Equatorial Guinean writer Juan Tomás Ávila Laurel (author of By Night the Mountain Burns and The Gurugu Pledge) spoke on lands, conflict and displacement at the University of Sheffield’s recent Post-Traumatic Landscapes online symposium. We’re delighted to be able to bring you his thoughts, translated by Jethro Soutar. It is also a COVID blessing that the move to online events meant he was able to take part from Equatorial Guinea, along with speakers and guests from all over the world, sparking an intense and emotive debate around the issues that displaced individuals face when fleeing their home due to trauma, violence and oppression.
However, we should also remember that digital events are not always easy either, given the inequalities of digital access worldwide. He is currently in Malabo, Equatorial Guinea, and doesn’t have reliable internet. In case his internet access were to fail, he prepared a text. Thankfully, he was able to join the call using the better internet of a local private film school. He read in Spanish and Jethro Soutar’s translation was put up as a slideshow.
Lands in conflict. Conflicts in perpetual transit.
The title alludes to those who carry their conflicts with them, unable, as they are, to find anyone to help shed the load.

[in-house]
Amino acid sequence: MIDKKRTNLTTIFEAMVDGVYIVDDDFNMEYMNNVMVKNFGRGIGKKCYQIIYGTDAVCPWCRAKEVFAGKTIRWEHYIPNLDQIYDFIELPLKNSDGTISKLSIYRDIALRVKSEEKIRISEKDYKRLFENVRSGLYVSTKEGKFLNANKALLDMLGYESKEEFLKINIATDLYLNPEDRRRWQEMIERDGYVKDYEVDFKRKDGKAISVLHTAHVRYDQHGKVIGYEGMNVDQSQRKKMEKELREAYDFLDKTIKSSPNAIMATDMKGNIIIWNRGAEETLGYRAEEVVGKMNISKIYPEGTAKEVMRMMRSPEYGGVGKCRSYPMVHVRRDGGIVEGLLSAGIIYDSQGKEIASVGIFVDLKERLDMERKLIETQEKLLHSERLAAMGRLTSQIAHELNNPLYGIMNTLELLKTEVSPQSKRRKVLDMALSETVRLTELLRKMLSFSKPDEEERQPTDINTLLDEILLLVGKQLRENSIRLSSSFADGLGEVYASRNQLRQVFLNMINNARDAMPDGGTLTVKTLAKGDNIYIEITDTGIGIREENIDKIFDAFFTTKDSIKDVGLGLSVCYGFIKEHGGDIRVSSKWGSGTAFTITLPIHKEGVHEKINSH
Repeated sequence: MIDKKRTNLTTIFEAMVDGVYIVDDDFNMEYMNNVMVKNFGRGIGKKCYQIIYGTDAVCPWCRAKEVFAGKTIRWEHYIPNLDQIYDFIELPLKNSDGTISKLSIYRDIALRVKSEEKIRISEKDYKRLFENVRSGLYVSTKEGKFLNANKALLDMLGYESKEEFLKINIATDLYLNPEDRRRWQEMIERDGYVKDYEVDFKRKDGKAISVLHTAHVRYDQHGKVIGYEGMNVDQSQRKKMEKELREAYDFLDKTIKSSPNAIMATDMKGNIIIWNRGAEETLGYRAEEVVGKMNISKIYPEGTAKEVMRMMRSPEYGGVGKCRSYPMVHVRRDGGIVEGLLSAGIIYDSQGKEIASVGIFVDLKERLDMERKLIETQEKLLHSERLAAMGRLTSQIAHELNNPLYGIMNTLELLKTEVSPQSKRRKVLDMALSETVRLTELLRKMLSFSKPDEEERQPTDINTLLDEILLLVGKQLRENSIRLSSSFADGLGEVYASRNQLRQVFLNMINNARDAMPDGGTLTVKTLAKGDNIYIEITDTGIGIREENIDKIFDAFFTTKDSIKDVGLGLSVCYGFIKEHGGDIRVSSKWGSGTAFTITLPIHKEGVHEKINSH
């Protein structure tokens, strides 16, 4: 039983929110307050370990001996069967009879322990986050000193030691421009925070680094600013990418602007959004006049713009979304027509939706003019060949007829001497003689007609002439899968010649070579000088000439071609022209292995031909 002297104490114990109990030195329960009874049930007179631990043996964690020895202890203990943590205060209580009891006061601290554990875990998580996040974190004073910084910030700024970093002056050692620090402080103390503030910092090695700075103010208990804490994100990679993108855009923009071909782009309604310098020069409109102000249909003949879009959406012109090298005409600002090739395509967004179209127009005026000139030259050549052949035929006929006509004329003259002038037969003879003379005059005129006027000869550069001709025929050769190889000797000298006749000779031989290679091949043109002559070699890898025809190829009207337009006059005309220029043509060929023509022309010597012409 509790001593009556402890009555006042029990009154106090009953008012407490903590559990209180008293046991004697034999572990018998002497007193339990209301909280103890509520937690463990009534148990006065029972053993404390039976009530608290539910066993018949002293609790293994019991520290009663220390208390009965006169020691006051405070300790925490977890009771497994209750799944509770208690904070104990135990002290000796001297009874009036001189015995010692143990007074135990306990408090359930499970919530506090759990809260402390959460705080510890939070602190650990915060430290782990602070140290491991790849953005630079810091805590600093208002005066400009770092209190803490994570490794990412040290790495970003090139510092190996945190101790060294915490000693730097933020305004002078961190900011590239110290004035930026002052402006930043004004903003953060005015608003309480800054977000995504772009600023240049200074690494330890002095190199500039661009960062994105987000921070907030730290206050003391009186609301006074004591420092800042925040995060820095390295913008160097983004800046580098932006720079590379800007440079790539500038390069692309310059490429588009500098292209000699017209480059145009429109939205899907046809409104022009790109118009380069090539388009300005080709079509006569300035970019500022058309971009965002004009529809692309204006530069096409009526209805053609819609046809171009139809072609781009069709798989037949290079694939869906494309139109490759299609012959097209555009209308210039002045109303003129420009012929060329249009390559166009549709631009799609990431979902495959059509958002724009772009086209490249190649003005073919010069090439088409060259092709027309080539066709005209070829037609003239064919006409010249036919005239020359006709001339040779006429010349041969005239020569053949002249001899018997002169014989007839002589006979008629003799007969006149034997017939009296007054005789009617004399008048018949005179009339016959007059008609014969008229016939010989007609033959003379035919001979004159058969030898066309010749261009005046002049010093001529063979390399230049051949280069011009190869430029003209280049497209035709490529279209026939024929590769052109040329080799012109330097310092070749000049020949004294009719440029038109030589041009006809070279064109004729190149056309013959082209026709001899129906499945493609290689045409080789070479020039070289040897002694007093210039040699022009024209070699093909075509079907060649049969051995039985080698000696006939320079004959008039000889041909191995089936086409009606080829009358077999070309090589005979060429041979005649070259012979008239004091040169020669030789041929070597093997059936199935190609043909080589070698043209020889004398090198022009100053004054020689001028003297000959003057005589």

When we talk about lands subjected to constant violence, what tends to happen is that our familiarity with preventive journalism techniques brings to mind an image of men and women suffering a sort of mass prosecution for having attempted to violate some law. They tried to cross a border without permission, they wanted to pull down an electric fence or they’re adrift at sea. But what law? This is the question preventive journalism must tackle. Because if the full story is to be told, we need to learn about the women, and the more women, and the many men besides, who are ill at ease in a country where the government has been recognised by the UN, but where they do not feel safe in the slightest. The UN says nothing and there is no higher authority that can call to order anyone with a modicum of power over impoverished people. Not Bill Gates, or the Rosicrucians, or NATO, or the Chinese Communist Party, or even Vladimir Putin. And as nobody will say anything, hey you, woman, leave your home and get walking! And when you’re later found stuck on a fence, as often happens at the Melilla border, what will preventive journalism have to say about it? A desperate and apparently senseless act, is how it will be described, because you’re not even drowning, you took off and you ended up hanging on a fence after spending many months on Mount Gurugu. And over breakfast in some rich country, the news will come on and maybe someone will feel a pang of remorse. That is, they will feel a certain prick to their conscience. But they are not told the truth. Few people know that when things hot up too much in your land, you can go to another one, or you ought to be able to, if all the embassies of European countries didn’t shut their doors and advertise their excuses in big letters. In summary: when we see a boat adrift off Sicily, or wherever it may be, in the South of some North, it is because those people were denied entry further down, for nobody cares about the fate of those in the Souths of this world.